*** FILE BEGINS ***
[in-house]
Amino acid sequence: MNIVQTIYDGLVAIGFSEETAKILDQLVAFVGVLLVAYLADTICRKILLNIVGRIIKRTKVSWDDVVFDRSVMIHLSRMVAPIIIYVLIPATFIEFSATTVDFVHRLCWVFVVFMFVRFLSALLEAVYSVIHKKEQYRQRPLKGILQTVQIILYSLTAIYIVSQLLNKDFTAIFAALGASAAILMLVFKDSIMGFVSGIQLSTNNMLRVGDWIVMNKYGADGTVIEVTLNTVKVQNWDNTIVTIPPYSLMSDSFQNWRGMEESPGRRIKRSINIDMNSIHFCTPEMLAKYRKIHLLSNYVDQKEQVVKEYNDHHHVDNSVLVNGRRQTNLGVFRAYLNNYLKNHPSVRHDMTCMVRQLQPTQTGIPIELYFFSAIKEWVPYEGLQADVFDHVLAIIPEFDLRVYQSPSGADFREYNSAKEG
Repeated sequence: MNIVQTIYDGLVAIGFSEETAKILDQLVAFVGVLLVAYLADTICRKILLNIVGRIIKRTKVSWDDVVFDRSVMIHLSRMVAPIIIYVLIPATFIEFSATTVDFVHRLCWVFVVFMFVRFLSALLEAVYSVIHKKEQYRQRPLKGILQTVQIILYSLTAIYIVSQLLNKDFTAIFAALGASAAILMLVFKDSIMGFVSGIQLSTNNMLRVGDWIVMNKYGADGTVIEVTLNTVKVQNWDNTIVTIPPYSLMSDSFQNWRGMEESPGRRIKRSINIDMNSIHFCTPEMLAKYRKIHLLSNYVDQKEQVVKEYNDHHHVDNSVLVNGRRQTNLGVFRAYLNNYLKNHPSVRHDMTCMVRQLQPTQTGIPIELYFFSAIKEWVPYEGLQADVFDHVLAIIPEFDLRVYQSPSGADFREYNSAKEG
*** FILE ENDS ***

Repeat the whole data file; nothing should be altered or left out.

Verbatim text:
[in-house]
Amino acid sequence: MNIVQTIYDGLVAIGFSEETAKILDQLVAFVGVLLVAYLADTICRKILLNIVGRIIKRTKVSWDDVVFDRSVMIHLSRMVAPIIIYVLIPATFIEFSATTVDFVHRLCWVFVVFMFVRFLSALLEAVYSVIHKKEQYRQRPLKGILQTVQIILYSLTAIYIVSQLLNKDFTAIFAALGASAAILMLVFKDSIMGFVSGIQLSTNNMLRVGDWIVMNKYGADGTVIEVTLNTVKVQNWDNTIVTIPPYSLMSDSFQNWRGMEESPGRRIKRSINIDMNSIHFCTPEMLAKYRKIHLLSNYVDQKEQVVKEYNDHHHVDNSVLVNGRRQTNLGVFRAYLNNYLKNHPSVRHDMTCMVRQLQPTQTGIPIELYFFSAIKEWVPYEGLQADVFDHVLAIIPEFDLRVYQSPSGADFREYNSAKEG
Repeated sequence: MNIVQTIYDGLVAIGFSEETAKILDQLVAFVGVLLVAYLADTICRKILLNIVGRIIKRTKVSWDDVVFDRSVMIHLSRMVAPIIIYVLIPATFIEFSATTVDFVHRLCWVFVVFMFVRFLSALLEAVYSVIHKKEQYRQRPLKGILQTVQIILYSLTAIYIVSQLLNKDFTAIFAALGASAAILMLVFKDSIMGFVSGIQLSTNNMLRVGDWIVMNKYGADGTVIEVTLNTVKVQNWDNTIVTIPPYSLMSDSFQNWRGMEESPGRRIKRSINIDMNSIHFCTPEMLAKYRKIHLLSNYVDQKEQVVKEYNDHHHVDNSVLVNGRRQTNLGVFRAYLNNYLKNHPSVRHDMTCMVRQLQPTQTGIPIELYFFSAIKEWVPYEGLQADVFDHVLAIIPEFDLRVYQSPSGADFREYNSAKEG